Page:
The Twelve Dancing Princesses was always one of my favorite fairy tales, and The Thirteenth Princess, by Diane Zahler, is the third novel-length reinterpretation of the story that I've read in the past year (I'm not counting the picture book version I also read).
You'd think the story would get a bit stale after so many retellings, but the bare bones style of fairy tales in general leaves plenty of room for the imagination. Toss a few creative liberties into the mix, plus generous doses of style, and.... well.... you could end up with something that feels completely new and exciting.
The barest bones of this story look like this: young sisters mysteriously disappear in the depths of night to dance until the wee hours.
Of course there is more. There are twelve, they are princesses, a soldier with a cloak of invisibility seeks to uncover the truth. Like many fairy tales, the original story itself is strange and not terribly sympathetic. But it does evoke beautiful imagery.
The Thirteenth Princess sticks fairly close to the original story, straying most obviously in the addition of another daughter born after the rest and who has been raised as a servant. As an outsider but still a devoted sister, young Zita cannot just sit back and watch as her sisters grow weak and sickly for no apparent reason. And although we, being in the know, might figure out that they are probably dancing, there is still plenty of mystery as to why.
After finishing The Thirteenth Princess, I was left with the feeling that stylistically it was pretty much the opposite of Princess of the Midnight Ball, by Jessica Day George.
While The Thirteenth Princess follows Zita and her friend Breckin, younger brother of our soldier-hero, Princess of the Midnight Ball follows Galen, the soldier himself, and Rose, oldest of the twelve princesses.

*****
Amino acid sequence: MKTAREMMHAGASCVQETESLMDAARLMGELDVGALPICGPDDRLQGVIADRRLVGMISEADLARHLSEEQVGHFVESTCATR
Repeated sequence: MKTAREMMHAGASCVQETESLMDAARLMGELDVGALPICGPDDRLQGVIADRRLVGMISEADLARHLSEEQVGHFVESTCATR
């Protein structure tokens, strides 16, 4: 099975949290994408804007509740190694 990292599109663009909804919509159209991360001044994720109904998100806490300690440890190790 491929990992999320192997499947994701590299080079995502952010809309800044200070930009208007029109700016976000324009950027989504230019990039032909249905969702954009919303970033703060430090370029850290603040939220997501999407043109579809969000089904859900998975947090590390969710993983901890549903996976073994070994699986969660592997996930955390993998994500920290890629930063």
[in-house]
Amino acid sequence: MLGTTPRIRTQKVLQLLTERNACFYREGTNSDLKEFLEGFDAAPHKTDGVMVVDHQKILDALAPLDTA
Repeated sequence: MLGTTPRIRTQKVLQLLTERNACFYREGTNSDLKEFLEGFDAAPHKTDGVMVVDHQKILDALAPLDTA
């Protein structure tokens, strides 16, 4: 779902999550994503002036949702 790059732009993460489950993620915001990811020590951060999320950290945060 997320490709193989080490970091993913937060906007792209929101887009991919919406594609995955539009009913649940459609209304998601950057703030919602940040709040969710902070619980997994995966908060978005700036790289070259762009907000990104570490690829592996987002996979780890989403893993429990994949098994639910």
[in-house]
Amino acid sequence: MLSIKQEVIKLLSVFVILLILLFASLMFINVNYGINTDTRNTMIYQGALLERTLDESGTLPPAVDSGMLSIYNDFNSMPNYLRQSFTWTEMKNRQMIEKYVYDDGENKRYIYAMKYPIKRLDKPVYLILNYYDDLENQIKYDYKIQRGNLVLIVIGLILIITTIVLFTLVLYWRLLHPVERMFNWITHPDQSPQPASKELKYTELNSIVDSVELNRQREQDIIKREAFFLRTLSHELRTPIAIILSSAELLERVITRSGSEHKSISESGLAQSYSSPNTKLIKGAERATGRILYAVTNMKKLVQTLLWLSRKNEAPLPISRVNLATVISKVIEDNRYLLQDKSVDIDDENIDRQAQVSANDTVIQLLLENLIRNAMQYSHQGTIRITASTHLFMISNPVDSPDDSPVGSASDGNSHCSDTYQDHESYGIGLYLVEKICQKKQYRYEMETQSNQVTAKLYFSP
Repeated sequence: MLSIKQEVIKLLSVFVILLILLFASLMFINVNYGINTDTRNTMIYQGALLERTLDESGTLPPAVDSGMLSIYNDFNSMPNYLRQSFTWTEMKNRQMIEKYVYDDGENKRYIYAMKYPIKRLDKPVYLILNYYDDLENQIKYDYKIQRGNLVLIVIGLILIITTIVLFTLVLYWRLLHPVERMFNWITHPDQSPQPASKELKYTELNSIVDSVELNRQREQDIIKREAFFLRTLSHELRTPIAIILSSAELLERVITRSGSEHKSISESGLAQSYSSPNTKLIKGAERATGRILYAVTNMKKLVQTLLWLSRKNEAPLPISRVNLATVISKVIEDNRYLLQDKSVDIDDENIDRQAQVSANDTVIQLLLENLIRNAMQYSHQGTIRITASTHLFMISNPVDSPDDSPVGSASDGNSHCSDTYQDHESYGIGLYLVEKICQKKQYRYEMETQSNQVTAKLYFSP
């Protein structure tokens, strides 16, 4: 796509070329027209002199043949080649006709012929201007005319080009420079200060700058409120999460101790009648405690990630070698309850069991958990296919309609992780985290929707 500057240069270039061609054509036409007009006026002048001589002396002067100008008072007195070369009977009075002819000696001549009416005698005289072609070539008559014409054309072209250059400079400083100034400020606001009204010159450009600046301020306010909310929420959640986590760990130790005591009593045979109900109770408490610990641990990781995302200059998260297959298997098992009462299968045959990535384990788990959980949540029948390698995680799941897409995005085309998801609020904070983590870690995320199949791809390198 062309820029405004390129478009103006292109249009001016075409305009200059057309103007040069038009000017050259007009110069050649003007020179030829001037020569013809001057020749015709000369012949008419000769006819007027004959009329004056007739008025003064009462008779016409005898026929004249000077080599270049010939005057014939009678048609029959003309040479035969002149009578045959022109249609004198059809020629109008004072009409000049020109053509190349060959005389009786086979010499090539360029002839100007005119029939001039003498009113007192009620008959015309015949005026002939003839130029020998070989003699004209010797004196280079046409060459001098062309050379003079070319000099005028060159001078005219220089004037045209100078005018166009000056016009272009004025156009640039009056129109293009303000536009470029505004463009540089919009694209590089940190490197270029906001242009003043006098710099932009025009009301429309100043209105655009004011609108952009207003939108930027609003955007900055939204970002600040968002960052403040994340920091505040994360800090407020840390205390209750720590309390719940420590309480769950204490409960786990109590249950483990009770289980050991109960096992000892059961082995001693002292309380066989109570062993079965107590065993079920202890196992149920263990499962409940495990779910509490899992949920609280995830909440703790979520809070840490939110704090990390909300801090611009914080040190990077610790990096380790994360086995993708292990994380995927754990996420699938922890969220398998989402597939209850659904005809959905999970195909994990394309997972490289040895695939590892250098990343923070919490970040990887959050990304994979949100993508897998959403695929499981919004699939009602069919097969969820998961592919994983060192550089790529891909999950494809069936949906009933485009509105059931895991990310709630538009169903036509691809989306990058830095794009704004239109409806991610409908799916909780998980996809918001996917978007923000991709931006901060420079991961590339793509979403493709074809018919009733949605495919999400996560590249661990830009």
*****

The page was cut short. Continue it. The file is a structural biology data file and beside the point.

But oddly enough, it's not just the ages of the protagonists that seem reversed. While I read Princess of the Midnight Ball, I was struck by how young and carefree the characters seemed. Despite the darkness of the premise, the story felt light, refreshing. The romance was sweetly awkward. In contrast, although the main characters are years younger, the whole tone of The Thirteenth Princess feels darker, heavier, older, and the romances far more intense.
While I enjoyed both interpretations, my favorite retelling by far was Wildwood Dancing, by Juliet Marillier. Perhaps it is not coincidental that it shares the fewest similarities with the original material. Beautifully written and set in pre-Dracula Transylvania (and dressed in the most stunningly intricate and accurate cover I have ever seen), the story follows Jena, second of five sisters, as she struggles to hold the family and business together as her father is away and her brooding cousin is a little too close for comfort.
(Esther and I are going to dual review this someday, really, we are)